Bridge strikes, and other tales of Patterson station

It’s not Montague Street, but trucks keep hitting this low bridge

I’m not absolutely positive, but Patterson Road in Bentleigh seems to have had a rail bridge since the railway line opened in 1881.

EDIT: Turns out no, it was originally a level crossing.

A terrific old undated photo at PROV from perhaps the 1910s (but presumably no later than 1922 when the railway was electrified) shows an unsealed road and a wooden rail bridge, without much clearance at all:

Patterson Road Bridge, perhaps around 1910. Source: PROV

A later photo showing a Ford Zephyr shows the old bridge survived into the 1950s.

A Weston Langford photo from 1960 indicates the bridge was replaced when Patterson station was constructed between 1958 and 1961, including provision for a third track which didn’t come into use until 1987 – now that’s forward planning!

Low clearance

Despite the greater road clearance these days, there’s still a height limit of 3.2 metres. Perhaps unsurprisingly given some Melbourne motorists’ lack of awareness of their own vehicle heights, the bridge has been hit at least twice recently.

In 2022 the bridge was hit on the eastern side, apparently bringing the station sign down.

As of last week, the sign still hadn’t been replaced.

Patterson station - rail bridge, eastern side

…and then in June 2023 it got hit on the western side, leaving the station sign at a noticeable angle. Presumably it’s been checked and won’t fall on anybody, but it’s not a great look.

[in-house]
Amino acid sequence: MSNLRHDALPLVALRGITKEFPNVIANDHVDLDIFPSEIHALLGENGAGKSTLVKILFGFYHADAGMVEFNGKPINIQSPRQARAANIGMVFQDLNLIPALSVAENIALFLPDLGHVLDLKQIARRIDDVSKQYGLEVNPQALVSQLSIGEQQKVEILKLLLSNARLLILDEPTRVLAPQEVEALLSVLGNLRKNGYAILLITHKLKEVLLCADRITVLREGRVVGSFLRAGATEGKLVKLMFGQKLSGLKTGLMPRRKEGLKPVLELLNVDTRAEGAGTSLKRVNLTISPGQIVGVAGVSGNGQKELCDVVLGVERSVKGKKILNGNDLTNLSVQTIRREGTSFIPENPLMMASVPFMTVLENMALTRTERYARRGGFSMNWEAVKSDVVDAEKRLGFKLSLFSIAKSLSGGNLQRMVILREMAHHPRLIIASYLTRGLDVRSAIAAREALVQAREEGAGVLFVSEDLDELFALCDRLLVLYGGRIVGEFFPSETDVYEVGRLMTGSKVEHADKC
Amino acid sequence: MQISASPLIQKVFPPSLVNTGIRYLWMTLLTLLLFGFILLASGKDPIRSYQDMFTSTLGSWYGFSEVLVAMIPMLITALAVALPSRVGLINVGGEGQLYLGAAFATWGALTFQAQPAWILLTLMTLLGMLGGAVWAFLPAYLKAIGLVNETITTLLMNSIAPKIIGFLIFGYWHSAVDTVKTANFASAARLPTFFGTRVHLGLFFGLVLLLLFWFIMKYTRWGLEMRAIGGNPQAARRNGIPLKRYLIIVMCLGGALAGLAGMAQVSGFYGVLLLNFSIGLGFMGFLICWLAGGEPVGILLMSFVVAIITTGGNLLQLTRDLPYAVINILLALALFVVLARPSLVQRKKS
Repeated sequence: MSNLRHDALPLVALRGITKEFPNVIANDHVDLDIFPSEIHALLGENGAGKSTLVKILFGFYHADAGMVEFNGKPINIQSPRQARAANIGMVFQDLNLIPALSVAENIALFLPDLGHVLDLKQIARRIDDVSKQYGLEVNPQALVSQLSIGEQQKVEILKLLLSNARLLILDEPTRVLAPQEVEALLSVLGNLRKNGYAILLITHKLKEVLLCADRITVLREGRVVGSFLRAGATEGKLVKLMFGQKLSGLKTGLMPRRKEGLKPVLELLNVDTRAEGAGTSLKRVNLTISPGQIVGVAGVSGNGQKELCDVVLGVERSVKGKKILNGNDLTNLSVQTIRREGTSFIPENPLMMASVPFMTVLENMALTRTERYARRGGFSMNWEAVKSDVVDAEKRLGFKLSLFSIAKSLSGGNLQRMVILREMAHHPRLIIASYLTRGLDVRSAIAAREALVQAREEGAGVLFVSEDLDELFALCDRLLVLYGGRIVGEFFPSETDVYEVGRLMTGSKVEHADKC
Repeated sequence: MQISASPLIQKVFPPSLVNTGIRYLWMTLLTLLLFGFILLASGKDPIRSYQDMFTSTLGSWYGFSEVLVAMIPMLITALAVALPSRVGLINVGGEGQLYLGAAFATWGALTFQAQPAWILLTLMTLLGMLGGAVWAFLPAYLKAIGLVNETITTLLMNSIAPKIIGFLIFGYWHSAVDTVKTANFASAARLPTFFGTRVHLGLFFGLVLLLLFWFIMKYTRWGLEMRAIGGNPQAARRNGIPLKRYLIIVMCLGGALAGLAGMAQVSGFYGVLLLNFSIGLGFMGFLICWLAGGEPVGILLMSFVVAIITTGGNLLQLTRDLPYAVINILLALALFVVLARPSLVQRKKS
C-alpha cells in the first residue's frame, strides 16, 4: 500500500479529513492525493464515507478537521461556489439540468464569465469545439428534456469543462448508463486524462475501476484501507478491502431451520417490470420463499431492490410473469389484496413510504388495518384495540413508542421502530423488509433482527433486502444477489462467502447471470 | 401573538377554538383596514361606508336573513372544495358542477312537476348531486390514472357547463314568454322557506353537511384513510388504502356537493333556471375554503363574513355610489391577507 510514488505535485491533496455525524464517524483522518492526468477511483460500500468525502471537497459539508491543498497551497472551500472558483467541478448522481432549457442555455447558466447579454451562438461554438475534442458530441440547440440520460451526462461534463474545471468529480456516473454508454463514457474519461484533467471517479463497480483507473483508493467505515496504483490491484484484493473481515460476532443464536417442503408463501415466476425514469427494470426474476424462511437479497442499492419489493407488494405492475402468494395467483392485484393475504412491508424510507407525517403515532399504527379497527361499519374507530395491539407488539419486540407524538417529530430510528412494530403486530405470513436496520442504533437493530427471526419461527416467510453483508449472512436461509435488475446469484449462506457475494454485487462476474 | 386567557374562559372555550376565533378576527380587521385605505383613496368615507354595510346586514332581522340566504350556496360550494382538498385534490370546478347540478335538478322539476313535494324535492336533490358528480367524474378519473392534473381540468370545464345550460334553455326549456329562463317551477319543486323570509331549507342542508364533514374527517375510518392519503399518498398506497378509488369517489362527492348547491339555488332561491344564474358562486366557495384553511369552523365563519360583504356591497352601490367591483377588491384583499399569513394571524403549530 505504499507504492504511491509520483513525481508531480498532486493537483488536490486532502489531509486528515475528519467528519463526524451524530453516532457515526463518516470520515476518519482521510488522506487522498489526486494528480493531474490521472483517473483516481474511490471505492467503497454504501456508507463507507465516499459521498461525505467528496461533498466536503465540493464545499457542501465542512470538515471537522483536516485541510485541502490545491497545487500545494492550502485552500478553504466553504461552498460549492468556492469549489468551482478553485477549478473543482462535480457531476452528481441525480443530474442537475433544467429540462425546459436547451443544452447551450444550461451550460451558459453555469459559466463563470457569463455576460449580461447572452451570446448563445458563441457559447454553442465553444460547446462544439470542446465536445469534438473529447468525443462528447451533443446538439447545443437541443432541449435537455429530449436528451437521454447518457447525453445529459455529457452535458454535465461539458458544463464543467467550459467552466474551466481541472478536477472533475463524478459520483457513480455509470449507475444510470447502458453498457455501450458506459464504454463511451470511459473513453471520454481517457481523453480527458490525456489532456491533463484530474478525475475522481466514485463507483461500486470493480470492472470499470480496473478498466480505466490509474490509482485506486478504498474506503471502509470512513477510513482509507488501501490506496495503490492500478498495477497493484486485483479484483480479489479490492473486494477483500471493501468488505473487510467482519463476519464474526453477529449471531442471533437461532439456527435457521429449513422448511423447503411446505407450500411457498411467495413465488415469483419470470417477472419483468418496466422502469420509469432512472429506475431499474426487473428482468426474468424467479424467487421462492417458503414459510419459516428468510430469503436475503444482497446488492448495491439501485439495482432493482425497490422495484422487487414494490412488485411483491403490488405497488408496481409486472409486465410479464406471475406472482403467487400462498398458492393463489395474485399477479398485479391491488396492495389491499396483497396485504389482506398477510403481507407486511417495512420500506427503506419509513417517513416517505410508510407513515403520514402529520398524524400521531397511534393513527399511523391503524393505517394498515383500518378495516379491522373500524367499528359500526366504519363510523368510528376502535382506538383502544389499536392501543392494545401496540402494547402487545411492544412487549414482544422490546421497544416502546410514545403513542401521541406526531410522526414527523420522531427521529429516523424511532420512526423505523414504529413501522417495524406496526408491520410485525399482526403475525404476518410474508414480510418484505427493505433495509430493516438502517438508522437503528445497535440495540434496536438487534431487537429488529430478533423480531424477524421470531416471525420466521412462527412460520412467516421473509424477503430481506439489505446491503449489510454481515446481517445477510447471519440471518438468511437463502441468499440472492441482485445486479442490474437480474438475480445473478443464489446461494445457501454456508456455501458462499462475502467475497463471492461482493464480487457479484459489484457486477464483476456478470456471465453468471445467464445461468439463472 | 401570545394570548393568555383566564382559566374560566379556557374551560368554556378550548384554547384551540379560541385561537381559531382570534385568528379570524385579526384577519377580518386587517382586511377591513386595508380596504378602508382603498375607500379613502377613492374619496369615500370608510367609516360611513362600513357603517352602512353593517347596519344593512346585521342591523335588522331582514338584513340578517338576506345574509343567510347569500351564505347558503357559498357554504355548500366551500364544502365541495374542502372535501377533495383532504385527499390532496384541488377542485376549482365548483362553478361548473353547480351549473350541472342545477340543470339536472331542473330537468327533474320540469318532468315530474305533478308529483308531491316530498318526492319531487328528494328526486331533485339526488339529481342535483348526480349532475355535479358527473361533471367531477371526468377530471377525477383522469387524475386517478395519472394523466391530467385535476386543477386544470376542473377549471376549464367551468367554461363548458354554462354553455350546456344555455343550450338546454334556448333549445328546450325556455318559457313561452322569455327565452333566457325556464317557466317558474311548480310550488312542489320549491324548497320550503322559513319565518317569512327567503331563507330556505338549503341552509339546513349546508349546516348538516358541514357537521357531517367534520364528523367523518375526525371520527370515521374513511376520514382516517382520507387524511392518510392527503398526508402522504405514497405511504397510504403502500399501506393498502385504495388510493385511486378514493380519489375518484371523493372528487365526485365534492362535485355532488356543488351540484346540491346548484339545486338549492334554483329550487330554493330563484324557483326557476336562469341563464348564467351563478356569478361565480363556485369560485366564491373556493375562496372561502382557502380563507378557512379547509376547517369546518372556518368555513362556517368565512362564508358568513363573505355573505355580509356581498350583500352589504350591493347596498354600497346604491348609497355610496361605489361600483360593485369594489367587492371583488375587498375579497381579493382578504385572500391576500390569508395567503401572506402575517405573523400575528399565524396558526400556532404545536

Patterson station - rail bridge, western side

The yellow beams are protection devices, to take the impact rather than the bridge itself. But hopefully this doesn’t become a regular occurrence.

The mural was installed in 2011-12, and is mostly still in good condition, though a few tiles have fallen off over the years.

Patterson used to be the least-patronised station on the Frankston line, and being just over the zone 1 boundary didn’t help. A lot more people use it since the big zone 1+2 fare jump was removed in 2015 – patronage grew by 68% between 2014 and 2019.

Last year, Passenger Information Displays were installed under the bridge, so you know which platform to head for and if your train is imminent… though unfortunately they have a long-running fault: some trains mysteriously aren’t shown.

The bigger problem with the station will be trickier to fix: the ramps up to the platforms aren’t DDA-compliant, and are too steep for some people to use. This is a problem at many stations, but hopefully there’s a plan to resolve it.

By Daniel Bowen

Transport blogger / campaigner and spokesperson for the Public Transport Users Association / professional geek.
Bunurong land, Melbourne, Australia.
Opinions on this blog are all mine.

2 replies on “Bridge strikes, and other tales of Patterson station”

I used to catch the train from Patterson at one stage (even buying my weekly or monthly at the newsagent – I think – nearby). But then I clued on that it was cheaper to keep walking to Bentleigh! It was also a bad spot to leave a bike.

@Steve, you definitely weren’t the only one! There were people I used to see regularly boarding the train at Bentleigh, who disappeared when the fare cut came in. I later saw them at Patterson (during 2016 when Bentleigh was closed but the line was still open, due to level crossing works).

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